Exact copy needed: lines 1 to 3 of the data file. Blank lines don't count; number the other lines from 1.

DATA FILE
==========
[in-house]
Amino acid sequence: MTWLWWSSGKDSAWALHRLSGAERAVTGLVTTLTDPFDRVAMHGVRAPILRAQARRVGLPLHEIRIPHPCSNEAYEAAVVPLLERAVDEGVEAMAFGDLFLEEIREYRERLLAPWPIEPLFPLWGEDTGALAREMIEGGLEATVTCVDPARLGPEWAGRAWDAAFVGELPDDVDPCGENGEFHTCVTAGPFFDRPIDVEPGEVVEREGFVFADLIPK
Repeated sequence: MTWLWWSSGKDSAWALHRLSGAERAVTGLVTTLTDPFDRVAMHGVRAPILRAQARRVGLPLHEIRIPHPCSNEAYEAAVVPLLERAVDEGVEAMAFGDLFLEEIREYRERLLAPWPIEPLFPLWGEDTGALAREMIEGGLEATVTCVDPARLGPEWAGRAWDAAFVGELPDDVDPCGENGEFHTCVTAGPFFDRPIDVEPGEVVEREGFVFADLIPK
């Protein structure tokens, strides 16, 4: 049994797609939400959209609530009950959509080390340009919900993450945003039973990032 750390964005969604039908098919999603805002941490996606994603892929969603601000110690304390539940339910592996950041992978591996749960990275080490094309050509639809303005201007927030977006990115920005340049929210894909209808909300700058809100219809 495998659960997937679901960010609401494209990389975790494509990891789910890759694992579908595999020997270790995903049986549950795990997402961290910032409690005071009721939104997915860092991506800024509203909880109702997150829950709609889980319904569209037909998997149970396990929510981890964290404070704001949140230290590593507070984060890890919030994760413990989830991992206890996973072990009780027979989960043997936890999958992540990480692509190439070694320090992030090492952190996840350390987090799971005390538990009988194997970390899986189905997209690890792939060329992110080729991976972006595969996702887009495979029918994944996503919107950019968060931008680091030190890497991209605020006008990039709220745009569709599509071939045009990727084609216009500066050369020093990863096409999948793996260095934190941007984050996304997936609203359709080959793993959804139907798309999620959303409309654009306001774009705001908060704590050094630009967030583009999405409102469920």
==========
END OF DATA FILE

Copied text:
[in-house]
Amino acid sequence: MTWLWWSSGKDSAWALHRLSGAERAVTGLVTTLTDPFDRVAMHGVRAPILRAQARRVGLPLHEIRIPHPCSNEAYEAAVVPLLERAVDEGVEAMAFGDLFLEEIREYRERLLAPWPIEPLFPLWGEDTGALAREMIEGGLEATVTCVDPARLGPEWAGRAWDAAFVGELPDDVDPCGENGEFHTCVTAGPFFDRPIDVEPGEVVEREGFVFADLIPK
Repeated sequence: MTWLWWSSGKDSAWALHRLSGAERAVTGLVTTLTDPFDRVAMHGVRAPILRAQARRVGLPLHEIRIPHPCSNEAYEAAVVPLLERAVDEGVEAMAFGDLFLEEIREYRERLLAPWPIEPLFPLWGEDTGALAREMIEGGLEATVTCVDPARLGPEWAGRAWDAAFVGELPDDVDPCGENGEFHTCVTAGPFFDRPIDVEPGEVVEREGFVFADLIPK